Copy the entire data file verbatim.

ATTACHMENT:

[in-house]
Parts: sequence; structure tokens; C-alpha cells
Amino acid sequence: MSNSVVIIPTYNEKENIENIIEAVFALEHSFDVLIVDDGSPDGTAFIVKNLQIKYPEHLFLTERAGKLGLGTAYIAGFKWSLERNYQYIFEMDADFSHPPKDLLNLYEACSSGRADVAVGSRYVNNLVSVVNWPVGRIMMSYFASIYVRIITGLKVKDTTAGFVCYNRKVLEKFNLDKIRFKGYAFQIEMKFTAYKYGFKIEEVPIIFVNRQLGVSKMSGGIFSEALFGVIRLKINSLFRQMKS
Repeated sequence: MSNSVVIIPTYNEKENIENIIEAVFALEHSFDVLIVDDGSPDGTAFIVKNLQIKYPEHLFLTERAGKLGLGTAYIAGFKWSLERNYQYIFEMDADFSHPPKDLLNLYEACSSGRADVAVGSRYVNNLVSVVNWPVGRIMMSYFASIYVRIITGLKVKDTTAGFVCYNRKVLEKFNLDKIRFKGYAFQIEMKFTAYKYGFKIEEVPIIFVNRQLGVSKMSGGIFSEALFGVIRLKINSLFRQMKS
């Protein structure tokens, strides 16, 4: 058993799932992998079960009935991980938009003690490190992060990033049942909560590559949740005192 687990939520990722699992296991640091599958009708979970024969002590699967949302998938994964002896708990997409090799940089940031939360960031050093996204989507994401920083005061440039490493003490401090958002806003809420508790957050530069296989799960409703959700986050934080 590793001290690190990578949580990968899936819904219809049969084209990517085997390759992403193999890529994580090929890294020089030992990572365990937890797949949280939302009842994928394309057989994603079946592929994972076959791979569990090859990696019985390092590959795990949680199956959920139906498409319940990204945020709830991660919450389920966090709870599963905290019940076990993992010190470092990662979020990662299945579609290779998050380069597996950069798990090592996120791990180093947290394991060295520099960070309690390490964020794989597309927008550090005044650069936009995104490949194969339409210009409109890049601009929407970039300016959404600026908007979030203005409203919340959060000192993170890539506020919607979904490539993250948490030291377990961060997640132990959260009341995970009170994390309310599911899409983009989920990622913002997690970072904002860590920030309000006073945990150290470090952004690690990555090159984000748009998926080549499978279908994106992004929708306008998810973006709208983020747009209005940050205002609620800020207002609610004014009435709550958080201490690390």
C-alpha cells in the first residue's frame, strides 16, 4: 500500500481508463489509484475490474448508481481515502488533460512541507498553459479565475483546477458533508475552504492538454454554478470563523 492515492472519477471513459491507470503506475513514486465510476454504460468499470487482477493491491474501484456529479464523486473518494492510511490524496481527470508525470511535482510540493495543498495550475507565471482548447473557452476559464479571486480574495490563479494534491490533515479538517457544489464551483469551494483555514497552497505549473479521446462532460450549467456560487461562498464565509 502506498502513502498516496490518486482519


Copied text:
[in-house]
Parts: sequence; structure tokens; C-alpha cells
Amino acid sequence: MSNSVVIIPTYNEKENIENIIEAVFALEHSFDVLIVDDGSPDGTAFIVKNLQIKYPEHLFLTERAGKLGLGTAYIAGFKWSLERNYQYIFEMDADFSHPPKDLLNLYEACSSGRADVAVGSRYVNNLVSVVNWPVGRIMMSYFASIYVRIITGLKVKDTTAGFVCYNRKVLEKFNLDKIRFKGYAFQIEMKFTAYKYGFKIEEVPIIFVNRQLGVSKMSGGIFSEALFGVIRLKINSLFRQMKS
Repeated sequence: MSNSVVIIPTYNEKENIENIIEAVFALEHSFDVLIVDDGSPDGTAFIVKNLQIKYPEHLFLTERAGKLGLGTAYIAGFKWSLERNYQYIFEMDADFSHPPKDLLNLYEACSSGRADVAVGSRYVNNLVSVVNWPVGRIMMSYFASIYVRIITGLKVKDTTAGFVCYNRKVLEKFNLDKIRFKGYAFQIEMKFTAYKYGFKIEEVPIIFVNRQLGVSKMSGGIFSEALFGVIRLKINSLFRQMKS
């Protein structure tokens, strides 16, 4: 058993799932992998079960009935991980938009003690490190992060990033049942909560590559949740005192 687990939520990722699992296991640091599958009708979970024969002590699967949302998938994964002896708990997409090799940089940031939360960031050093996204989507994401920083005061440039490493003490401090958002806003809420508790957050530069296989799960409703959700986050934080 590793001290690190990578949580990968899936819904219809049969084209990517085997390759992403193999890529994580090929890294020089030992990572365990937890797949949280939302009842994928394309057989994603079946592929994972076959791979569990090859990696019985390092590959795990949680199956959920139906498409319940990204945020709830991660919450389920966090709870599963905290019940076990993992010190470092990662979020990662299945579609290779998050380069597996950069798990090592996120791990180093947290394991060295520099960070309690390490964020794989597309927008550090005044650069936009995104490949194969339409210009409109890049601009929407970039300016959404600026908007979030203005409203919340959060000192993170890539506020919607979904490539993250948490030291377990961060997640132990959260009341995970009170994390309310599911899409983009989920990622913002997690970072904002860590920030309000006073945990150290470090952004690690990555090159984000748009998926080549499978279908994106992004929708306008998810973006709208983020747009209005940050205002609620800020207002609610004014009435709550958080201490690390």
C-alpha cells in the first residue's frame, strides 16, 4: 500500500481508463489509484475490474448508481481515502488533460512541507498553459479565475483546477458533508475552504492538454454554478470563523 492515492472519477471513459491507470503506475513514486465510476454504460468499470487482477493491491474501484456529479464523486473518494492510511490524496481527470508525470511535482510540493495543498495550475507565471482548447473557452476559464479571486480574495490563479494534491490533515479538517457544489464551483469551494483555514497552497505549473479521446462532460450549467456560487461562498464565509 502506498502513502498516496490518486482519